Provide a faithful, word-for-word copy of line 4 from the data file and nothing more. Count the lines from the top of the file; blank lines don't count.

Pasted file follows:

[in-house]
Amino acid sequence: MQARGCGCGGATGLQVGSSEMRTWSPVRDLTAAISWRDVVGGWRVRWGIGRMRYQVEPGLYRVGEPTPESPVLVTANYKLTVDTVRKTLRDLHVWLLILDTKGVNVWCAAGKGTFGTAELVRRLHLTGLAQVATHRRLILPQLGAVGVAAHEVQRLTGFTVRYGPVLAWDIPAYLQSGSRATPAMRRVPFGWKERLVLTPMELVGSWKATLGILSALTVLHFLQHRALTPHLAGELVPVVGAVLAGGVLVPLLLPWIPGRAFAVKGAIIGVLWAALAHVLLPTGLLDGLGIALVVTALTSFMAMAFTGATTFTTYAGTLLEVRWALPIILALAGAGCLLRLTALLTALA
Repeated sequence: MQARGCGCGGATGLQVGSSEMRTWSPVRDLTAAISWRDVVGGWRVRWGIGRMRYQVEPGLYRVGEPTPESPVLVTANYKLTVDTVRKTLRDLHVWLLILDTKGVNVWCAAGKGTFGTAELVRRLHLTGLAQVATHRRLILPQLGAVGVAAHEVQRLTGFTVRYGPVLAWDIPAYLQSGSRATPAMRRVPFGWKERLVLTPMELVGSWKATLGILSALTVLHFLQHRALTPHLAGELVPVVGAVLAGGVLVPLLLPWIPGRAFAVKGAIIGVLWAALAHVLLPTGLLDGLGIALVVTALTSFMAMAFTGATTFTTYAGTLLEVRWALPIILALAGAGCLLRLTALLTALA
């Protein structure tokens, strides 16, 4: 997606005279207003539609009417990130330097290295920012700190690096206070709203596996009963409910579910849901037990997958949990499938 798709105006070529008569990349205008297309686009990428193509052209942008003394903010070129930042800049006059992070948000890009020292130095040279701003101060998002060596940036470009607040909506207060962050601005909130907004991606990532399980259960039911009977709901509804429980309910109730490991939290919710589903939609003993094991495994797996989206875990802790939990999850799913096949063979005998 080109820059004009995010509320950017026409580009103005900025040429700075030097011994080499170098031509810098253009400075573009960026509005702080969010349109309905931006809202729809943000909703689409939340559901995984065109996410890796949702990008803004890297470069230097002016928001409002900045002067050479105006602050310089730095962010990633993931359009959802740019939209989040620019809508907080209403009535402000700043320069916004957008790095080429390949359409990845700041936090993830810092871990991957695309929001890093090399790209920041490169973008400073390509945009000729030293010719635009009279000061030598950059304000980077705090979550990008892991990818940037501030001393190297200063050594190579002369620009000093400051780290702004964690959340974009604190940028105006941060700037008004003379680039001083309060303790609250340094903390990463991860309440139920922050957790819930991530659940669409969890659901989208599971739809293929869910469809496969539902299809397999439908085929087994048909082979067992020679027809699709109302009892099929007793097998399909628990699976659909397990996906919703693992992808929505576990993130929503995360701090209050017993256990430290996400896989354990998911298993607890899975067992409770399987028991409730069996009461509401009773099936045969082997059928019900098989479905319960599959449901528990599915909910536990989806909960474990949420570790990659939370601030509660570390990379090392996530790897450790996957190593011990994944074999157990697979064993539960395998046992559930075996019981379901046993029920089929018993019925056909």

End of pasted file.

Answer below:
């Protein structure tokens, strides 16, 4: 997606005279207003539609009417990130330097290295920012700190690096206070709203596996009963409910579910849901037990997958949990499938 798709105006070529008569990349205008297309686009990428193509052209942008003394903010070129930042800049006059992070948000890009020292130095040279701003101060998002060596940036470009607040909506207060962050601005909130907004991606990532399980259960039911009977709901509804429980309910109730490991939290919710589903939609003993094991495994797996989206875990802790939990999850799913096949063979005998 080109820059004009995010509320950017026409580009103005900025040429700075030097011994080499170098031509810098253009400075573009960026509005702080969010349109309905931006809202729809943000909703689409939340559901995984065109996410890796949702990008803004890297470069230097002016928001409002900045002067050479105006602050310089730095962010990633993931359009959802740019939209989040620019809508907080209403009535402000700043320069916004957008790095080429390949359409990845700041936090993830810092871990991957695309929001890093090399790209920041490169973008400073390509945009000729030293010719635009009279000061030598950059304000980077705090979550990008892991990818940037501030001393190297200063050594190579002369620009000093400051780290702004964690959340974009604190940028105006941060700037008004003379680039001083309060303790609250340094903390990463991860309440139920922050957790819930991530659940669409969890659901989208599971739809293929869910469809496969539902299809397999439908085929087994048909082979067992020679027809699709109302009892099929007793097998399909628990699976659909397990996906919703693992992808929505576990993130929503995360701090209050017993256990430290996400896989354990998911298993607890899975067992409770399987028991409730069996009461509401009773099936045969082997059928019900098989479905319960599959449901528990599915909910536990989806909960474990949420570790990659939370601030509660570390990379090392996530790897450790996957190593011990994944074999157990697979064993539960395998046992559930075996019981379901046993029920089929018993019925056909």